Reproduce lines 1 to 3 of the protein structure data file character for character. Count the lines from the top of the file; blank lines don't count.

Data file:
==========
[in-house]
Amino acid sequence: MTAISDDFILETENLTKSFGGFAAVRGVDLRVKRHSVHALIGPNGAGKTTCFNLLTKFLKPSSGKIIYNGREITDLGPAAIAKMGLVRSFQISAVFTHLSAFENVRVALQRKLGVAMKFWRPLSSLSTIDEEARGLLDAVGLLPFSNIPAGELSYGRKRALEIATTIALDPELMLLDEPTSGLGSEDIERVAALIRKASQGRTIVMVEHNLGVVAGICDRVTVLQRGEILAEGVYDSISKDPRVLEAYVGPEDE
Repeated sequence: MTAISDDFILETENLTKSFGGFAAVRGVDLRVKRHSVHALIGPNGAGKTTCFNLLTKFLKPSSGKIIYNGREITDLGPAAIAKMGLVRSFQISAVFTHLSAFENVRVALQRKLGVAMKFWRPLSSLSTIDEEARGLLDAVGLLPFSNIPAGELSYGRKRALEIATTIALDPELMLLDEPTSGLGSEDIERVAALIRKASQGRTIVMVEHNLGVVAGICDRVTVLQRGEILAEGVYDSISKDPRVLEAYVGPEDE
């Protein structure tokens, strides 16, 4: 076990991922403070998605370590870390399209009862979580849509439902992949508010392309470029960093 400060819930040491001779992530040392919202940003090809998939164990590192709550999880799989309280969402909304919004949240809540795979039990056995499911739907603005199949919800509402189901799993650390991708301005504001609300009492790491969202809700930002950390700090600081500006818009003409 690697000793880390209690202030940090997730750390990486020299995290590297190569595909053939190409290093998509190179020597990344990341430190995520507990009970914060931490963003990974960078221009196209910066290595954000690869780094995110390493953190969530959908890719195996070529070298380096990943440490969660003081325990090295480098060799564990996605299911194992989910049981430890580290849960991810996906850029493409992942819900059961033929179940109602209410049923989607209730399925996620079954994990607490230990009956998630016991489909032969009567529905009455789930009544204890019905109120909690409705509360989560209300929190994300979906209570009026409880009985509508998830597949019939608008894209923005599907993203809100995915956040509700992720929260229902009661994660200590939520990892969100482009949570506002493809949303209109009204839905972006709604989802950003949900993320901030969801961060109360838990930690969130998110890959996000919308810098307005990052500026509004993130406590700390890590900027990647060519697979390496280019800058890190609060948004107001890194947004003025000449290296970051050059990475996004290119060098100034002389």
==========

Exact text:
[in-house]
Amino acid sequence: MTAISDDFILETENLTKSFGGFAAVRGVDLRVKRHSVHALIGPNGAGKTTCFNLLTKFLKPSSGKIIYNGREITDLGPAAIAKMGLVRSFQISAVFTHLSAFENVRVALQRKLGVAMKFWRPLSSLSTIDEEARGLLDAVGLLPFSNIPAGELSYGRKRALEIATTIALDPELMLLDEPTSGLGSEDIERVAALIRKASQGRTIVMVEHNLGVVAGICDRVTVLQRGEILAEGVYDSISKDPRVLEAYVGPEDE
Repeated sequence: MTAISDDFILETENLTKSFGGFAAVRGVDLRVKRHSVHALIGPNGAGKTTCFNLLTKFLKPSSGKIIYNGREITDLGPAAIAKMGLVRSFQISAVFTHLSAFENVRVALQRKLGVAMKFWRPLSSLSTIDEEARGLLDAVGLLPFSNIPAGELSYGRKRALEIATTIALDPELMLLDEPTSGLGSEDIERVAALIRKASQGRTIVMVEHNLGVVAGICDRVTVLQRGEILAEGVYDSISKDPRVLEAYVGPEDE